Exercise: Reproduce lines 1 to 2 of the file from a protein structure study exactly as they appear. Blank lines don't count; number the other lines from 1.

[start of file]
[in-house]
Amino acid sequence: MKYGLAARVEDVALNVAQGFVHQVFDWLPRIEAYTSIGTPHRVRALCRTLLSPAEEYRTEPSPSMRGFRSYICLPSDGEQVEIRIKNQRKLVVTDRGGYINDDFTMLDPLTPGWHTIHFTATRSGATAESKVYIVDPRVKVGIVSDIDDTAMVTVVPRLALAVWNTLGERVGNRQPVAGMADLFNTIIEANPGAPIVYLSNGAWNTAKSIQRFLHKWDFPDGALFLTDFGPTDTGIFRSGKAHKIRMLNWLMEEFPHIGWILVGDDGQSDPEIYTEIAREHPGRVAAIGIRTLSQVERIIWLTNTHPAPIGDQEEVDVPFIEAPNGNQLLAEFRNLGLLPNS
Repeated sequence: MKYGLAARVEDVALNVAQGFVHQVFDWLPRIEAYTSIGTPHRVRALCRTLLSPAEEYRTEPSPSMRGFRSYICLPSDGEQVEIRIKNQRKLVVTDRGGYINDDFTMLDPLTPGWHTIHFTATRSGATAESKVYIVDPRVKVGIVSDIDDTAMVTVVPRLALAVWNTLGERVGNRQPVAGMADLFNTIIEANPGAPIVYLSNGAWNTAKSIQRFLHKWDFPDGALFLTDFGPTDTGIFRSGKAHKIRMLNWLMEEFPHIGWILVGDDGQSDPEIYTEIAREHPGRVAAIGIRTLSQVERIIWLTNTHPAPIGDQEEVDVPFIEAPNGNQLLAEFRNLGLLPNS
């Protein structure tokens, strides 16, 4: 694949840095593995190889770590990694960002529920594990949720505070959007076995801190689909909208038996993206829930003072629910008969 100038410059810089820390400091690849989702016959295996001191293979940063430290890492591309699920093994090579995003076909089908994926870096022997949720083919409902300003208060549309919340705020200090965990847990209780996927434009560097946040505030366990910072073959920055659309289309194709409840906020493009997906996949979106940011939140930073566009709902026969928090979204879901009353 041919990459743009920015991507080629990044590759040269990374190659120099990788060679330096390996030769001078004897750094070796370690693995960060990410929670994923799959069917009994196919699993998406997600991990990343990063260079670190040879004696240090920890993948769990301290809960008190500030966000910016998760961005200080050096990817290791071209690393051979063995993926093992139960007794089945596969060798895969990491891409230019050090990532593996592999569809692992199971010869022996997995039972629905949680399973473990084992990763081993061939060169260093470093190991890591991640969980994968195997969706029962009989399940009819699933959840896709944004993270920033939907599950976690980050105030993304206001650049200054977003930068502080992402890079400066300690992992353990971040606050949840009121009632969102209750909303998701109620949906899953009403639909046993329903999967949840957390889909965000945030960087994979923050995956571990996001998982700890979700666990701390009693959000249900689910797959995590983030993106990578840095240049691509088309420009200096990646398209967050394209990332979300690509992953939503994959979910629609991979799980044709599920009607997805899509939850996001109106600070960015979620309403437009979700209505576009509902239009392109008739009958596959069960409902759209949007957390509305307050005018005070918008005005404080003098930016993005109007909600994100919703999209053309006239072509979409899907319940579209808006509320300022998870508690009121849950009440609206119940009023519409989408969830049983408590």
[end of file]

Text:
[in-house]
Amino acid sequence: MKYGLAARVEDVALNVAQGFVHQVFDWLPRIEAYTSIGTPHRVRALCRTLLSPAEEYRTEPSPSMRGFRSYICLPSDGEQVEIRIKNQRKLVVTDRGGYINDDFTMLDPLTPGWHTIHFTATRSGATAESKVYIVDPRVKVGIVSDIDDTAMVTVVPRLALAVWNTLGERVGNRQPVAGMADLFNTIIEANPGAPIVYLSNGAWNTAKSIQRFLHKWDFPDGALFLTDFGPTDTGIFRSGKAHKIRMLNWLMEEFPHIGWILVGDDGQSDPEIYTEIAREHPGRVAAIGIRTLSQVERIIWLTNTHPAPIGDQEEVDVPFIEAPNGNQLLAEFRNLGLLPNS